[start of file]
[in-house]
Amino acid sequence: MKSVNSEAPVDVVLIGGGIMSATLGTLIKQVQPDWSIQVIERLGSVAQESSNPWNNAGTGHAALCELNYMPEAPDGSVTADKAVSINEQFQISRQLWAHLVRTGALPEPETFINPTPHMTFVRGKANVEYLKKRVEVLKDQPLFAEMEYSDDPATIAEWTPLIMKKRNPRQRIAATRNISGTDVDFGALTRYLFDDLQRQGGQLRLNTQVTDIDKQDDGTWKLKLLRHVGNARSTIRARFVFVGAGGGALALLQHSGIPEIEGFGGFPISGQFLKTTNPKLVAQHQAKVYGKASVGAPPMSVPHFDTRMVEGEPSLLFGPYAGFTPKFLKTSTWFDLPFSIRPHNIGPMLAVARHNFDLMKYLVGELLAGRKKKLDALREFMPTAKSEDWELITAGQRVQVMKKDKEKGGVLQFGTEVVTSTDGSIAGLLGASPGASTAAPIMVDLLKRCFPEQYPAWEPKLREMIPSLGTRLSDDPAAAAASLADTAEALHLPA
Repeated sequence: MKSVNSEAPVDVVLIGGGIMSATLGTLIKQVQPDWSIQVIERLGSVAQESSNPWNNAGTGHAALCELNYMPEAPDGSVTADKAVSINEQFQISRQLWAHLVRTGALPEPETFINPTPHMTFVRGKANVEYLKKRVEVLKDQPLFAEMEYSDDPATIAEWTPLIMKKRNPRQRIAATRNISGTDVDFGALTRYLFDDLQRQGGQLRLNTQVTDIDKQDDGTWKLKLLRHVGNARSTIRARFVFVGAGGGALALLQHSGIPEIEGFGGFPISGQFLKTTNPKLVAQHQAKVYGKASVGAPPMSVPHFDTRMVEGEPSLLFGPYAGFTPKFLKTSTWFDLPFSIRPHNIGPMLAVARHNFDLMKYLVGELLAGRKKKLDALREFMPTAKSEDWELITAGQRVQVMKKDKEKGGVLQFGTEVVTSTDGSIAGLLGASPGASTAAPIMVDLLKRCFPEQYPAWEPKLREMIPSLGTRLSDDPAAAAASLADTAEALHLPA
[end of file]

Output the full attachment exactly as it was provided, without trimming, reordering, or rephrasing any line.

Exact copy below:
[in-house]
Amino acid sequence: MKSVNSEAPVDVVLIGGGIMSATLGTLIKQVQPDWSIQVIERLGSVAQESSNPWNNAGTGHAALCELNYMPEAPDGSVTADKAVSINEQFQISRQLWAHLVRTGALPEPETFINPTPHMTFVRGKANVEYLKKRVEVLKDQPLFAEMEYSDDPATIAEWTPLIMKKRNPRQRIAATRNISGTDVDFGALTRYLFDDLQRQGGQLRLNTQVTDIDKQDDGTWKLKLLRHVGNARSTIRARFVFVGAGGGALALLQHSGIPEIEGFGGFPISGQFLKTTNPKLVAQHQAKVYGKASVGAPPMSVPHFDTRMVEGEPSLLFGPYAGFTPKFLKTSTWFDLPFSIRPHNIGPMLAVARHNFDLMKYLVGELLAGRKKKLDALREFMPTAKSEDWELITAGQRVQVMKKDKEKGGVLQFGTEVVTSTDGSIAGLLGASPGASTAAPIMVDLLKRCFPEQYPAWEPKLREMIPSLGTRLSDDPAAAAASLADTAEALHLPA
Repeated sequence: MKSVNSEAPVDVVLIGGGIMSATLGTLIKQVQPDWSIQVIERLGSVAQESSNPWNNAGTGHAALCELNYMPEAPDGSVTADKAVSINEQFQISRQLWAHLVRTGALPEPETFINPTPHMTFVRGKANVEYLKKRVEVLKDQPLFAEMEYSDDPATIAEWTPLIMKKRNPRQRIAATRNISGTDVDFGALTRYLFDDLQRQGGQLRLNTQVTDIDKQDDGTWKLKLLRHVGNARSTIRARFVFVGAGGGALALLQHSGIPEIEGFGGFPISGQFLKTTNPKLVAQHQAKVYGKASVGAPPMSVPHFDTRMVEGEPSLLFGPYAGFTPKFLKTSTWFDLPFSIRPHNIGPMLAVARHNFDLMKYLVGELLAGRKKKLDALREFMPTAKSEDWELITAGQRVQVMKKDKEKGGVLQFGTEVVTSTDGSIAGLLGASPGASTAAPIMVDLLKRCFPEQYPAWEPKLREMIPSLGTRLSDDPAAAAASLADTAEALHLPA